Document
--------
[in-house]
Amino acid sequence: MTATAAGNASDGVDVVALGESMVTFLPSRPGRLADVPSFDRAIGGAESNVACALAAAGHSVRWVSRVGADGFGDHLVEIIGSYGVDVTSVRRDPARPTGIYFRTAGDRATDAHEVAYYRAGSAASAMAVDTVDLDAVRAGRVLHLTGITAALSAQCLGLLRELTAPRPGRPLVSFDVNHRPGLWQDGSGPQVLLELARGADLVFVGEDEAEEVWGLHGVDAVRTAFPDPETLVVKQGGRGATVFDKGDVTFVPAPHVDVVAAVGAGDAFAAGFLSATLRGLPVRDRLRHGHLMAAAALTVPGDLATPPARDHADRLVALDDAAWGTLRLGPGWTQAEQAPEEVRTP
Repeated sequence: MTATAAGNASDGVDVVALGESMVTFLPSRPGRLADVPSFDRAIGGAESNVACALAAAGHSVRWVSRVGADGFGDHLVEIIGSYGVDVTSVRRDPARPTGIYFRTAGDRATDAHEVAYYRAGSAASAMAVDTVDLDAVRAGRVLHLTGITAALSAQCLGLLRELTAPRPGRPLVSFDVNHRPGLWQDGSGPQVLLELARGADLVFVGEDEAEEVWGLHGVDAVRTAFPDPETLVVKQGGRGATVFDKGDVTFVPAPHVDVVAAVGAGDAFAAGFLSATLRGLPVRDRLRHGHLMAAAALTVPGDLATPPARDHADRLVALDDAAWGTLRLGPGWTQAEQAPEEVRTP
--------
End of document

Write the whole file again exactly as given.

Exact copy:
[in-house]
Amino acid sequence: MTATAAGNASDGVDVVALGESMVTFLPSRPGRLADVPSFDRAIGGAESNVACALAAAGHSVRWVSRVGADGFGDHLVEIIGSYGVDVTSVRRDPARPTGIYFRTAGDRATDAHEVAYYRAGSAASAMAVDTVDLDAVRAGRVLHLTGITAALSAQCLGLLRELTAPRPGRPLVSFDVNHRPGLWQDGSGPQVLLELARGADLVFVGEDEAEEVWGLHGVDAVRTAFPDPETLVVKQGGRGATVFDKGDVTFVPAPHVDVVAAVGAGDAFAAGFLSATLRGLPVRDRLRHGHLMAAAALTVPGDLATPPARDHADRLVALDDAAWGTLRLGPGWTQAEQAPEEVRTP
Repeated sequence: MTATAAGNASDGVDVVALGESMVTFLPSRPGRLADVPSFDRAIGGAESNVACALAAAGHSVRWVSRVGADGFGDHLVEIIGSYGVDVTSVRRDPARPTGIYFRTAGDRATDAHEVAYYRAGSAASAMAVDTVDLDAVRAGRVLHLTGITAALSAQCLGLLRELTAPRPGRPLVSFDVNHRPGLWQDGSGPQVLLELARGADLVFVGEDEAEEVWGLHGVDAVRTAFPDPETLVVKQGGRGATVFDKGDVTFVPAPHVDVVAAVGAGDAFAAGFLSATLRGLPVRDRLRHGHLMAAAALTVPGDLATPPARDHADRLVALDDAAWGTLRLGPGWTQAEQAPEEVRTP